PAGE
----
The 300,000-man German army was encircled and unable to break out and regroup. The German generals asked for permission to fight their way back to the German lines. Hitler denied the request. "Where the German soldier set his foot, there he remains." An effort by the Luftwaffe to resupply the German army by air failed, miserably, resulting in the loss of 600 transport planes.

Eyewitness Accounts from Stalingrad

Describing the fighting in December 1942, the German infantryman Benno Zieser wrote: "One night the great freeze up began...we froze miserably in our funk-holes. In the morning we would be numb with cold, our rifles and guns completely coated with thick hoar-frost...When shells came over, each detonation rang out with a new, hard resonance and clods of earth which were thrown high were like lumps of granite." [Source: In Their Shallow Graves, Elek Books, 1956]

"The remnants of defeated division after division fell back from all sides, before the on-pressing enemy, crowding and cramming into the heart of the cauldron. Gradually, the columns of converging transport blocked all roads. On the road guns were blown up, and weapons of all kinds, tanks included, which had come to a standstill for want of fuel. Fully laden trucks, bogged in the snow, went up in flames."

German Surrender and Retreat from Stalingrad

While the German army was surrounded, German soldiers suffered greatly. Temperatures dropped to -30°F and men starved and resorted to eating horses, cats, dogs and rats. Shortages of winter clothing greatly increased the death rate among German soldiers. Trainloads of winter clothing were stopped short of the front because the German High Command didn't want soldiers to think that the fighting would last into the winter.

Battered and starving, a quarter of a million German troops surrendered en masse on January 30, 1943 and Germany formally surrendered at Stalingrad on February 4. Zieser wrote:"Endless columns, with blood-soaked bandages and tattered uniform,summoning the last vestiges of their strength merely to drag themselves through the snow.” By the road was equipment that “had belonged to the countless men now rigid and dead, of whom nobody took any more notice than we did of all the abandoned material." [Source: In Their Shallow Graves, Elek Books, 1956]

"Whenever an individual could do no more, when even the onward-driving lash of fear of death ceased to have meaning, then like an engine which had used its last drop of fuel the deliberated body ran down and came to a standstill. Soon the kindly shroud of snow covered the object and only the toe of a jackboot or an arm frozen to stone could remind you that what was now an elongated white hummock had quite recently been a human being.”

Why the Russians Won at Stalingrad

Historian Antony Beevor believes that the Russians eventually prevailed at Stalingrad because Stalin listened to the advise of his field commanders and Hitler didn't. Hitler ultimately refused to see the facts of what was going and blamed the defeat on the cowardice of his soldiers and officers. "He lived in a fantasy world of maps and flags," one German general said. "It was the end of all my illusions about Hitler.”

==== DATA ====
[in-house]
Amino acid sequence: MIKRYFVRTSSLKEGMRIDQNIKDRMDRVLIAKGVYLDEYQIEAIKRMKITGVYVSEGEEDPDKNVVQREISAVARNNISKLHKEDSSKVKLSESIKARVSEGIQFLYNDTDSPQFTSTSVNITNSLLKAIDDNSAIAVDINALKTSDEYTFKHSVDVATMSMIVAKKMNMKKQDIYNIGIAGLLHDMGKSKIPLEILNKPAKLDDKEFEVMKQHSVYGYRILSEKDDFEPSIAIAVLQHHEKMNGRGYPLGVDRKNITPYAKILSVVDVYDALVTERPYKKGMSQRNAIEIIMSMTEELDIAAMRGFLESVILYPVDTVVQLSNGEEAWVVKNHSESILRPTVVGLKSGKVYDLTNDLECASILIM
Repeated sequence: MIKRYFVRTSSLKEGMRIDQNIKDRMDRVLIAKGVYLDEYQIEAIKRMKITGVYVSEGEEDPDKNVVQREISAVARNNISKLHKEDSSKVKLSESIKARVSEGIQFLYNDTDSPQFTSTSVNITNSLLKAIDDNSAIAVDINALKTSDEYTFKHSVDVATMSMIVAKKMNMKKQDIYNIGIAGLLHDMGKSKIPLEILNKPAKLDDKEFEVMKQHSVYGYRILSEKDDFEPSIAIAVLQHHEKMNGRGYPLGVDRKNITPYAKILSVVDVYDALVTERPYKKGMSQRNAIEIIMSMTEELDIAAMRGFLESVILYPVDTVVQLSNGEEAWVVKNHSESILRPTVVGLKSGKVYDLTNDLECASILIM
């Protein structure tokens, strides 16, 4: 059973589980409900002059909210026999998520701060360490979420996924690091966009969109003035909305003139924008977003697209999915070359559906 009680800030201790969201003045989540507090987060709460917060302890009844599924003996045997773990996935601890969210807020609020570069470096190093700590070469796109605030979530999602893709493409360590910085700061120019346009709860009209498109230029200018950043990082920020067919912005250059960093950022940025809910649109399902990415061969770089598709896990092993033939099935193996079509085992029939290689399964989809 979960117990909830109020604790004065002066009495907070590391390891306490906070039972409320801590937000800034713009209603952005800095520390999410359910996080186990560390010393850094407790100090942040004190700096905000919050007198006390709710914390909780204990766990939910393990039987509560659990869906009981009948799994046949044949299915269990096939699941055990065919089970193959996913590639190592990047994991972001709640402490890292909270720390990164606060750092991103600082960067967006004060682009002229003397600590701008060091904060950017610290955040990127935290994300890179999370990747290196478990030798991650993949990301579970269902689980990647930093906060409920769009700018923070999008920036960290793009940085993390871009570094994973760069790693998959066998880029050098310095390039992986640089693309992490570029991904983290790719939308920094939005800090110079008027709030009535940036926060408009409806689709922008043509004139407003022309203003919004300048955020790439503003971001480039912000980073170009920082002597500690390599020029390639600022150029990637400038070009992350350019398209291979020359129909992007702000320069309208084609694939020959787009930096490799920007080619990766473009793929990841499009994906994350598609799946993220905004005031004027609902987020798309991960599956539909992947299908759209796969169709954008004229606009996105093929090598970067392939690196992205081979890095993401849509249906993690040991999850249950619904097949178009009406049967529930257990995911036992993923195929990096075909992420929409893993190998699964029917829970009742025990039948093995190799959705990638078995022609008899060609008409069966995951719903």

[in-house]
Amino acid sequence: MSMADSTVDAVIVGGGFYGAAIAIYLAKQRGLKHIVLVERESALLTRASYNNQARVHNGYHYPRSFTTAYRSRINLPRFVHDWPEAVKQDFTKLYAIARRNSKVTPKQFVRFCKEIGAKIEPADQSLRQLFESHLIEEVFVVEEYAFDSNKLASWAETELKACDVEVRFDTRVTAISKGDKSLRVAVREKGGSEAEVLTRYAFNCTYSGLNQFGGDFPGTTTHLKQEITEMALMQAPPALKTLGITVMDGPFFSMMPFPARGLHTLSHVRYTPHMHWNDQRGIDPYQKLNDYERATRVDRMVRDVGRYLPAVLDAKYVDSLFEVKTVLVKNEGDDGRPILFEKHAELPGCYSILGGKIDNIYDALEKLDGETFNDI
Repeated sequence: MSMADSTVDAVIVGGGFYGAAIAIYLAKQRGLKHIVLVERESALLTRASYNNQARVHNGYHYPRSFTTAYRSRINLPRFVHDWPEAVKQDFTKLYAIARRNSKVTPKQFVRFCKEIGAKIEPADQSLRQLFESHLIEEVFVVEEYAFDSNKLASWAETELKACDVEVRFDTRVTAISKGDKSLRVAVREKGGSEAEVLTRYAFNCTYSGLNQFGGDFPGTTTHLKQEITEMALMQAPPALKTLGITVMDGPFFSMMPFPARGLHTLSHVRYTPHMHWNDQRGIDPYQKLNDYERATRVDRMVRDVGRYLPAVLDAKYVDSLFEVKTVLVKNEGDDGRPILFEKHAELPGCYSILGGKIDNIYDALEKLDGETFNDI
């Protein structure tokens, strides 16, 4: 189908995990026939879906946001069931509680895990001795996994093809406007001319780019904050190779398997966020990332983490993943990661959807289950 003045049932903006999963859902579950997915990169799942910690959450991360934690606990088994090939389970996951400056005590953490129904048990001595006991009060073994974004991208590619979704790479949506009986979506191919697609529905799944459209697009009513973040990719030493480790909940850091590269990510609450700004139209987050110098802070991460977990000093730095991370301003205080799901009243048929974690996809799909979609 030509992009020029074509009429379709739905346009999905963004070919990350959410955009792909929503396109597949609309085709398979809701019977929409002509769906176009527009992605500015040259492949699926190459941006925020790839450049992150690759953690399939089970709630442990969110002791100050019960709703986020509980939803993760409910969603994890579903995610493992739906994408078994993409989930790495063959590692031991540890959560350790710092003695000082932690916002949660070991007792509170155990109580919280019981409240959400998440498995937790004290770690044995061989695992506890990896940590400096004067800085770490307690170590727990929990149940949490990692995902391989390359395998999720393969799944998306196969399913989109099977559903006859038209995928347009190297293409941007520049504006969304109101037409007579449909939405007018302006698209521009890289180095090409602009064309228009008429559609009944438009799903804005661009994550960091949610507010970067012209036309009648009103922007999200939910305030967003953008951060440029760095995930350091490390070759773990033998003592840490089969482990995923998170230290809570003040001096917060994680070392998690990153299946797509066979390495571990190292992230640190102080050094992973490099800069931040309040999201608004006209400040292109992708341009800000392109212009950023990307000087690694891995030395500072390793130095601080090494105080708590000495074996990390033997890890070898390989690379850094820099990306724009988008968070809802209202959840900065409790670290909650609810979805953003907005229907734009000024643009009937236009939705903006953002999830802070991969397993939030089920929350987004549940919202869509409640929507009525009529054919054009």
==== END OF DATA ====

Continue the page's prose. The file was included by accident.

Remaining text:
Beevor also said that yes, long supply lines, cold and mud were all factors in the Russian defeat of the Germans but the main factor was the willingness of the Russians to keep fighting until they died, which he partly credits to the discipline and fanaticism developed by the Soviet system.

"That the Soviet regime was almost as unforgiving towards its own soldiers as toward the enemy is demonstrated by the total figure of 13,500 executions, both summary and judicial, during the battle of Stalingrad,” Beevor wrote. “Not only were Red Army soldiers shot if the deserted they were also executed "if they failed to shoot immediately at any comrades seen trying to desert or to surrender to the enemy."

Aftermath of Stalingrad

The German defeat at Stalingrad shattered the image of Nazi invincibility. The Russians switched from a defensive mode into an offensive mode and began driving the Germans back and didn’t stop until they reached Berlin. Describing Stalingrad from the air in December 1943, the New York Times correspondent C.L. Sulzberger wrote: "cold chimneys stood beside the sluggish Volga, casting shadows on a fantastic mess of wreckage and a visit of Hitler's finally shattered hopes." In March 1945, near the end of the war, Sulzberger wrote, "From the Stalingrad airport you see across an immense wreckage being sorted out for salvage. Streaks of smoke rose from restored factory chimneys which looked down proudly upon Nazi prisoners mutely helping to rebuild the city."

After Stalingrad, the Soviet Union held the initiative for the rest of the war. By the end of 1943, the Red Army had broken through the German siege of Leningrad and recaptured much of the Ukrainian Republic. By the end of 1944, the front had moved beyond the 1939 Soviet frontiers into Eastern Europe. With a decisive superiority in troops and weaponry, Soviet forces drove into eastern Germany, capturing Berlin in May 1945. The war with Germany thus ended triumphantly for the Soviet Union. [Source: Library of Congress, July 1996 *]

Red Army Pushes Back the Germans in the Ukraine, Belarus and Poland

Much of the fighting that took place after Stalingrad as the Red Army drove the Nazis back towards Germany took place in the Ukraine. Kharvov and Kiev were retaken after the end of 1943. After this the Red Army mobilized a force of 2.3 million men that drove the Germans back to Germany, but left Ukraine a wasteland.

After Stalingrad, the Russian won a decisive battle at Kursk and the Germans were driven from the Volga and the Russian began pushing them back towards Germany. According to historian Stephen Ambrose, "The Red Army strategy—that a flexible defense can give under pressure and strike back when the attacker is overextended—best suited the conditions of World War II.

On November 7, 1943, Russian forces liberated the "mother of Russian cities," Kiev, where 50,000 Jews had been exterminated by the Nazis. In the beginning of 1944, Russian offensives in the Ukraine drove the Nazis from another 16,00 square miles of territory.